Grief can be a story about relationships.
Movies…ahh, the movies. People tucked tight with whimsical and popcorn…but sometimes, just sometimes, new lives are born.
Few remember the serious quotes from a movie. They just don’t. The funny quotes are the ones that get the attention, and why not? They make people laugh. Laughter, well, we like laughter. Laughter lifts the soul. Does good for relationships too. Man, Monique and I laugh, I can’t even tell you what over. Tons of things. Some days…some years even, we don’t laugh as much. That’s ok.
Sometimes relationships gain traction from tears, rage even. “The Princess Bride” might be the most oft quoted movie in history. The movie runs well in my circles anyway. I remember a good bit of the funny ones, but I remember one that was less funny, and it happened just before the two rolled down a big hill together, and reacquainted at the foot of the dreaded Fire Swamp. The quote interrupts the Dread Pirate Roberts (Wesley) as he taunts her about not making good on her pledge of everlasting love to Wesley. The moment happens like this:
Wesley: “Faithfulness he talked of, madam, your enduring faithfulness! Now, tell me truly.
When you found out he was gone, did you get engaged to your prince that same hour, or did
you wait a whole week out of respect for the dead?”
Buttercup: [standing up, more indignant than before] “You mocked me once, never do it
again! I died that day!” [She proceeds to throw the Dread Pirate Roberts, down the hill.]
I’ve felt that movie moment in my own life so often in different ways. The scene has to be, has to ring, true! Because I’ve known the opposite. I know my bride, my best friend, is my life. The day I met her…I lived that day.
The day Reyana Breen Elgersma died – well, I cried that day. Hard. We cried that day. Wailed. Slammed our fists into the earth. Somehow we knew, and still know in our hearts we had conceived a daughter. Our Reyana. She was only weeks from conception. Some days I blame us, blame myself. We conceived her into an environment she couldn’t possibly survive in. Some days I blame God. He found the most offensive, cruel, and gut-wrenching way to say, “No.” Some days. Most days nearly 10 years later, I know that neither are true. This simply happened. My heart had to grow back again, because I lost my heart that day. I died that day. I cried that day.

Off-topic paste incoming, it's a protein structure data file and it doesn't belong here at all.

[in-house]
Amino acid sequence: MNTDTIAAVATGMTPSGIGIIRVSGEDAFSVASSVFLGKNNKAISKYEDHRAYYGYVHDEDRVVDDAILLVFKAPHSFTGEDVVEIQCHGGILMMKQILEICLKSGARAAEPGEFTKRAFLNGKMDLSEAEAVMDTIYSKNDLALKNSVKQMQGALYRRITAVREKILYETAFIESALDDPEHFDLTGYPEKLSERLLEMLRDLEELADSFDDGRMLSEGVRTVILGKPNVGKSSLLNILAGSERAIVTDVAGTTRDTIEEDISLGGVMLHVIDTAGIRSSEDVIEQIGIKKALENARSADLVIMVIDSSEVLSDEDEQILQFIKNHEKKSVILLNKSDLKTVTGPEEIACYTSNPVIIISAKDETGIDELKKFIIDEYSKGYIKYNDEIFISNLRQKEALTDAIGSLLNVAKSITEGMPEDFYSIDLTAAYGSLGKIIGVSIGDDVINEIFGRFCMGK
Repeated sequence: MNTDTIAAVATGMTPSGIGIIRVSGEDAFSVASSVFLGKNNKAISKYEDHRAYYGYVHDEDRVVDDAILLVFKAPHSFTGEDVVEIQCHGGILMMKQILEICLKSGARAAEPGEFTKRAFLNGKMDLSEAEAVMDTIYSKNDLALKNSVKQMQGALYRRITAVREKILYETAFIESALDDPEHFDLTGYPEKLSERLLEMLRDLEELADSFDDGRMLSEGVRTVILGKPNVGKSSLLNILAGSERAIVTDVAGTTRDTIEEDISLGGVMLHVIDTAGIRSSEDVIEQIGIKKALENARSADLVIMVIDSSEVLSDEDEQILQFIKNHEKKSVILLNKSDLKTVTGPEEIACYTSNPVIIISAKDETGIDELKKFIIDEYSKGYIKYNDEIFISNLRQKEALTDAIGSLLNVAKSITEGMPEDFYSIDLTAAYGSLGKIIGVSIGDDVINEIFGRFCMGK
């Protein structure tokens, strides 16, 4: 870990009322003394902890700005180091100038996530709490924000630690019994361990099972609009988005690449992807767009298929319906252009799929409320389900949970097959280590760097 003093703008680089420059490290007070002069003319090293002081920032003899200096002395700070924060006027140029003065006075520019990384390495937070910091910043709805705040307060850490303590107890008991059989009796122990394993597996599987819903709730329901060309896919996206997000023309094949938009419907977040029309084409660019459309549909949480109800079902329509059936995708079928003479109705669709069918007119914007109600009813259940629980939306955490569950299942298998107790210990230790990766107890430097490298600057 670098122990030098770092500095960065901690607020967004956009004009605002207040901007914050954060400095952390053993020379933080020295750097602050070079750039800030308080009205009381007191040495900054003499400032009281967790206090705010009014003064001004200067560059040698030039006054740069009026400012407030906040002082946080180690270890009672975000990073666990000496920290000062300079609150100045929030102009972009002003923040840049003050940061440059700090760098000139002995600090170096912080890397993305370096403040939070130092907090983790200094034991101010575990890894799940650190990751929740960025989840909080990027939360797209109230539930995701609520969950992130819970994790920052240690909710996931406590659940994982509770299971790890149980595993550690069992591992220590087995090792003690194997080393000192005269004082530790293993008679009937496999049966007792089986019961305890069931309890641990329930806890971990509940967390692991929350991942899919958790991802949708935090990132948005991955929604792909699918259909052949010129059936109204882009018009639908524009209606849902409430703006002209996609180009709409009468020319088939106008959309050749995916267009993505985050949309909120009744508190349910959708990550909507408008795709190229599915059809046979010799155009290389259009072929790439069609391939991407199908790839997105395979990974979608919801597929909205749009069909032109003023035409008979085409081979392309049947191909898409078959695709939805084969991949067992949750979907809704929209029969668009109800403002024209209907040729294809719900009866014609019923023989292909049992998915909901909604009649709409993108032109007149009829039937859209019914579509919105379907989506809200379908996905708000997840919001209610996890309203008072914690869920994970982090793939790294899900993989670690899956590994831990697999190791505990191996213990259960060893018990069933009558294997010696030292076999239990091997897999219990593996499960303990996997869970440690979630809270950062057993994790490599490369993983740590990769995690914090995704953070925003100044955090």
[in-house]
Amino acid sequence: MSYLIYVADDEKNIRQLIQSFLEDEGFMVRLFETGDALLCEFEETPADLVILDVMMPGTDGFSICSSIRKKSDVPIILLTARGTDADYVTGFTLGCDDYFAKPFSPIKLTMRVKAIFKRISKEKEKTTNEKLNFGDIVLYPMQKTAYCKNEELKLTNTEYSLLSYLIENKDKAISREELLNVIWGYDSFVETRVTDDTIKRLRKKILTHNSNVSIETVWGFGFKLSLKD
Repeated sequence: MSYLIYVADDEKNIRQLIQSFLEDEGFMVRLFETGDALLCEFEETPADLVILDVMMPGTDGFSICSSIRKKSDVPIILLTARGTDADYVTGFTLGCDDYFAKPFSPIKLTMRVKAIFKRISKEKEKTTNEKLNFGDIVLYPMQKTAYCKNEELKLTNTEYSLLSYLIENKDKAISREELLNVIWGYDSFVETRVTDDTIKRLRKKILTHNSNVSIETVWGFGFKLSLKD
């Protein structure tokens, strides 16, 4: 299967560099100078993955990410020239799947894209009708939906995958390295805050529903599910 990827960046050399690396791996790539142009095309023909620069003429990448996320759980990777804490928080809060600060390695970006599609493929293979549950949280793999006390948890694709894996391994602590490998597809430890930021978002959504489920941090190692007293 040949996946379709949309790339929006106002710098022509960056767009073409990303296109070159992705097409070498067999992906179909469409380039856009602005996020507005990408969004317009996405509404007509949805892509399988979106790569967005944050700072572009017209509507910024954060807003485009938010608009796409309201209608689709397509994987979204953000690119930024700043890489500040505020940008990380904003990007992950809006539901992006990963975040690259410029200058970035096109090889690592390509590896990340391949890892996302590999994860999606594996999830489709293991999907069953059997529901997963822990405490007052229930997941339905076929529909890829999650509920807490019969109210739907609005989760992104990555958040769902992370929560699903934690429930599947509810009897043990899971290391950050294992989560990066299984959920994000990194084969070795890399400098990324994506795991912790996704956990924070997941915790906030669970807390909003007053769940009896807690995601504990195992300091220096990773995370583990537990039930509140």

I cried today too. Grief has legs for distance, and that’s just fine. I made manhood ok with tears. Our story is one of tragedy and resilience to be sure. Some couples lose each other, along with the sun. Sometimes the sun goes down, and relationships break in the dark of night. That wasn’t an option we allowed ourselves. We practiced our relationship. We held tight in the dark, and found ourselves grafted even more surely than before. Grief can be a story about relationships. Most often are. Couples that come with me into therapy are often asked, “What are you practicing?” “Are you practicing your relationship with each other?” Kids that I see at a nearby psych hospital who have experienced hardship and tragedy, in-todo with boisterous grief and destruction, are asked, “Are you practicing being in relationship with others who can support you?” So many practice being alone. That rarely ends well.
I cried that day. I cried today too. Grief has legs for distance. Don’t let anyone convince you that grief can only last a short while. You can stop for a little while…”Get off the train” so to speak…for awhile. To quote another great movie line, “You either get busy livin’, or get busy dyin'” (Shawshank Redemption). Grief has legs for distance, but you have to practice livin’ anyway. My daughter sat by me, and handed me a Kleenex. She took a moment to talk about it. Get busy livin’. Not easy, but my bride and I decided to practice livin’. We grafted tighter than ever. You can too. It’s true. You can, too.
We can help you make your life better. We can help you to get busy livin.’